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Get your home winter-ready

Get your home winter-ready

Category: Home insurance

Updated: 23/10/2015
First Published: 19/10/2015

This article was correct at the time of publication. It is now over 6 months old so the content may be out of date.

We hate to say it, but summer is over. The end of British Summer Time is fast approaching, and when the clocks go back this weekend, the nights will start drawing in – which makes now the perfect time to check that your home is set for winter.

Don't invalidate your insurance

As well as keeping your home safe and secure for the colder months to come, giving your home a winter once-over can ensure you don't invalidate your home insurance policy. As Age UK Enterprises points out, most policies require a home to be properly maintained if claims for weather damage are going to be valid, so you'll probably want to use the few final weeks before the weather really turns to check that your home is winter-proof.

Start by making a checklist of DIY jobs that you can start ticking off, and if necessary, consider hiring a tradesman to help – it may seem an unnecessary expense, but it could be far cheaper than needing to book an emergency call-out should a lack of preparation mean something goes wrong at a later date.

"Preparation is key to protecting your home and avoiding expensive and urgent call outs when the weather changes," said Gordon Morris of Age UK Enterprises. "There are a number of worthwhile checks homeowners could be doing to the exteriors and interiors of their homes whilst the fair weather remains, which could save them time and money in the long run.

"Additionally, digging out your insurance policy terms and conditions and checking you are covered for incidents such as storm damage and burst pipes could help avoid any unexpected costs should the worst happen."

Get checking

As well as checking the small print of your building and contents insurance policy so you know exactly what you're covered for, there are a number of other things to consider checking so you're prepared for the winter weather:

1. Roof tiles. You can give the roof a visual once-over, but if you've got any concerns, you'll want to get a professional to take a closer look. Now's definitely the right time to check that the tiles are secured and sealed correctly, as you wouldn't want to find out to the contrary during a winter storm.

2. Guttering. There'd be nothing worse than finding your guttering was blocked during a particularly heavy downpour, so make sure that everything is clear and operating as it should be. Hop up a ladder to take a closer look – ensure that any leaves or obstructions are removed, and pay special attention to the ends of the guttering or any junctions – or if you can't do it personally, ask friends or a tradesman to help.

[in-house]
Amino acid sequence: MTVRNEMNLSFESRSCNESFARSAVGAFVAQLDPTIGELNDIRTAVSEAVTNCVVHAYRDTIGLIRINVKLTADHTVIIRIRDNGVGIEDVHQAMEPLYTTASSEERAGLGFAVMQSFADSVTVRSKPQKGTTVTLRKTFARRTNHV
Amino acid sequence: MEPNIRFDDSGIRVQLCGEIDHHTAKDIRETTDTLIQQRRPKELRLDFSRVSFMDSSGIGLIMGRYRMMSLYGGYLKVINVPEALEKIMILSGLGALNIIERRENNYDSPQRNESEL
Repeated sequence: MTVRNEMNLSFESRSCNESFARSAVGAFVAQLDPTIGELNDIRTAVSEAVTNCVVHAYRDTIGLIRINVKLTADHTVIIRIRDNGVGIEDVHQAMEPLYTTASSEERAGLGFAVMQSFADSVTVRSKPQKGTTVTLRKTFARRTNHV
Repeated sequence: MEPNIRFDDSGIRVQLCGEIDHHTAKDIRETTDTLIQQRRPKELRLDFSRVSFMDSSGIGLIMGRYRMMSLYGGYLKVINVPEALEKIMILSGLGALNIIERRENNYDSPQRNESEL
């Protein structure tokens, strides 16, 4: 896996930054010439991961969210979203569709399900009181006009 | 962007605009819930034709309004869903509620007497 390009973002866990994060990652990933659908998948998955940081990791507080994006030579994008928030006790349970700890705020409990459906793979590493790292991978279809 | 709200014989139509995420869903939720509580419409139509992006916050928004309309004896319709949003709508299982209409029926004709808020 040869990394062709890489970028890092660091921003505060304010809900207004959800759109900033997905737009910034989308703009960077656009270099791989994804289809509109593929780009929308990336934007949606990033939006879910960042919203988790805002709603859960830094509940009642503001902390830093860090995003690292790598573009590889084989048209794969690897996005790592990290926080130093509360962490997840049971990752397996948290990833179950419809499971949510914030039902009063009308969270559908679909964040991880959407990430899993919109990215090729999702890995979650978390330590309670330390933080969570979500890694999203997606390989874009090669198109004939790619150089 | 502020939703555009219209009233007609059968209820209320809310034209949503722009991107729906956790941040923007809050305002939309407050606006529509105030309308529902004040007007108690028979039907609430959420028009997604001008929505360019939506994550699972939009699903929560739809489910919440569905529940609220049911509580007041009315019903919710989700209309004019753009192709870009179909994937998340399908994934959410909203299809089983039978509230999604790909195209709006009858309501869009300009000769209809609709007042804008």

3. Garden furniture. You may have been used to keeping your garden furniture outside for the last few months, but as the evenings get colder and the darkness draws in it's time to store it away. Not only will this mean that it avoids damage and wear and tear during the winter months, but it also means that you're not putting anything at risk of theft from opportunistic burglars taking advantage of the darker evenings.

4. Insulation. Insulation is particularly essential at this time of year to ensure that your home stays warm and toasty throughout the cold spell, so you'll want to check that you've got the right kind (and amount) of insulation for your loft and cavity walls. Efficient double glazing can also help keep homes warm – check the seals on windows and doors to ensure you don't lose precious heat – as can simple things like draught excluders, and if you need anything to be addressed, it'll be worth speaking to your energy provider to see if you qualify for free energy saving home improvements.

5. Boiler. You may have turned the boiler on already, but if not, don't wait to feel the chill before you check that it's in working order. You'll want to get the boiler serviced on a regular basis anyway, and you could ask the plumber to check that the radiators are in good working order, too. You may find that you need to "bleed" the radiators to get the air out and ensure even heat distribution – this can be done on a DIY basis, but if you're unsure, get someone to help.

6. Gas and electricity. Whether you've turned the heating on already or are braving it out until November, it's got to happen sometime – and that means higher gas and electricity bills. It isn't just the heating, either, as winter means higher energy usage all round (the lights will be on for longer, and the oven will be used more regularly as salads are replaced with stews, etc.), so prepare for the big winter switch-on by comparing energy tariffs and see if you can find a cheaper deal.

What next?

If it's almost time to renew your home insurance policy, compare quotes to see if you can get a more competitive offer from another provider, and you can be confident that you're truly winter-ready.

Disclaimer: Information is correct as of the date of publication (shown at the top of this article). Any products featured may be withdrawn by their provider or changed at any time.

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